Let me start by saying that I absolutely despise the terms, “baby’s mama” and “baby’s daddy.” They both equally make my skin crawl. I instantly get annoyed when someone refers to me as my man’s baby’s mama or him as my baby’s daddy. In any case, the term is widely accepted by the masses and embraced by many people who identify with those titles.
Now that this is out of the way, I want to address an issue that many of us women are or were guilty of at some point. When dating a man with a child or children from previous relationships or situationships, we often have a bias against the mother of those children. Usually our bias is related to her behavior or treatment of us or the man in our lives. These women can be bitter b-words who often go out of their way to punish the father of their children. Because of that, we tend to dismiss their every concern, complaint or feeling as resentment or bitterness.
These women act childish, call us names and in some cases are known to get physical with the new woman in a man’s life. While I refuse to justify this behavior, I’ve forced myself to try to understand things from their perspective. Why? Because I could never imagine being in their shoes. You see, I really enjoy having a family, raising my daughter in a two-parent household with someone I plan to spend the rest of my life with.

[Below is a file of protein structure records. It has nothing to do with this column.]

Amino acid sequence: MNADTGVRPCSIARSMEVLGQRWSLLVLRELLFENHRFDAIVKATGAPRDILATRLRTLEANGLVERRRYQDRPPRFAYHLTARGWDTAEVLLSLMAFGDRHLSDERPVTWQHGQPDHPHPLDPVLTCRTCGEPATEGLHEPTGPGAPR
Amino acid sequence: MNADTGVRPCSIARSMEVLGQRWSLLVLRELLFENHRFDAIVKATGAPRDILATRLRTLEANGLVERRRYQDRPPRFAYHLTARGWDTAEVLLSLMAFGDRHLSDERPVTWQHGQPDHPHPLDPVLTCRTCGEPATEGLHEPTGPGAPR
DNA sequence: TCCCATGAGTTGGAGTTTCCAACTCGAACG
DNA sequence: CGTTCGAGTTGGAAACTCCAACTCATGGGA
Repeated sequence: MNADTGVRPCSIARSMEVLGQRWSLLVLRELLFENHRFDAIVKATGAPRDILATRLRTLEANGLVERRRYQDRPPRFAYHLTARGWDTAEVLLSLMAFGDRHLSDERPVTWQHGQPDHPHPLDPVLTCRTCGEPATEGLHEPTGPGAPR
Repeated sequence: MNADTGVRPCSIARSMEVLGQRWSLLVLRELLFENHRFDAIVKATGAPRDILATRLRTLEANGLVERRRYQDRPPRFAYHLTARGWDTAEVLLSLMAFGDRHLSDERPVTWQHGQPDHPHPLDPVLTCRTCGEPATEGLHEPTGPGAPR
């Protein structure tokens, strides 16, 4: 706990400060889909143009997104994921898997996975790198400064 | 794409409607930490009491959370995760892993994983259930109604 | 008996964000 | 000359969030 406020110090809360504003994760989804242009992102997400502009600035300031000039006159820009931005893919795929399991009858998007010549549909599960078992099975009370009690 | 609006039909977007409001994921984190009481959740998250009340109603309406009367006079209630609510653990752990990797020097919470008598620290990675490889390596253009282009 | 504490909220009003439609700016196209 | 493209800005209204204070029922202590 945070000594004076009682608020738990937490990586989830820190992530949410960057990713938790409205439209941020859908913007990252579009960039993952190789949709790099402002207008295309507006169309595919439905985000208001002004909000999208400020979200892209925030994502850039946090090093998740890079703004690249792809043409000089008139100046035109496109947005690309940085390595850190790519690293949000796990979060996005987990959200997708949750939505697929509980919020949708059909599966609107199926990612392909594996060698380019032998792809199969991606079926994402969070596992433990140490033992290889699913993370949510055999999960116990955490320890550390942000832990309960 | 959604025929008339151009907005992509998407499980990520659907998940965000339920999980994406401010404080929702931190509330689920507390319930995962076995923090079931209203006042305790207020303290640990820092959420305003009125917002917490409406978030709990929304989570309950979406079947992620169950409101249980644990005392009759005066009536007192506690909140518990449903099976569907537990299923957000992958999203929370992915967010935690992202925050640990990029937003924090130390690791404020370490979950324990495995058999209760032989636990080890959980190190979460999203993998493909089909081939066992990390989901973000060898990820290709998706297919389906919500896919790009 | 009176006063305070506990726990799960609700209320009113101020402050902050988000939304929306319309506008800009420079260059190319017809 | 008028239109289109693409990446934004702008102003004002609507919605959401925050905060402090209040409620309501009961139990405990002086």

I enjoy our family days, and not having to share or alternate holidays with my child. I enjoy all of the perks of having a child by someone who truly wanted to start a family with me. So while I can’t agree with the tantrums, the pettiness and the downright craziness, I’d never in a million years want to trade places with her.
The infamous “baby mama” may be wrong on many occasions, but she isn’t wrong to call and ask for more money. She may really need the extra help. No matter how much money he may have just given her, or you guys collectively spend on the children, things come up that are unavoidable. She isn’t wrong to catch an attitude when your man can’t deliver for her child, for whatever reason. Your household priorities aren’t her concern, her children are. She isn’t even wrong for sometimes wishing they had worked out, so her children could have been raised with both parents in the household. Now, that doesn’t mean she gets to try any funny business though, not at all. But you can’t hate a girl for dreaming.
This definitely doesn’t mean that you or he should accept disrespect of any kind from her. It means that sometimes you simply have to remove your bias against her and look at things from her perspective. As women, we really need to move away from the woman/wife vs. child’s mother beef that is often present with blended families. If not out of respect for one another, out of respect for the children who are often caught in the middle of it all.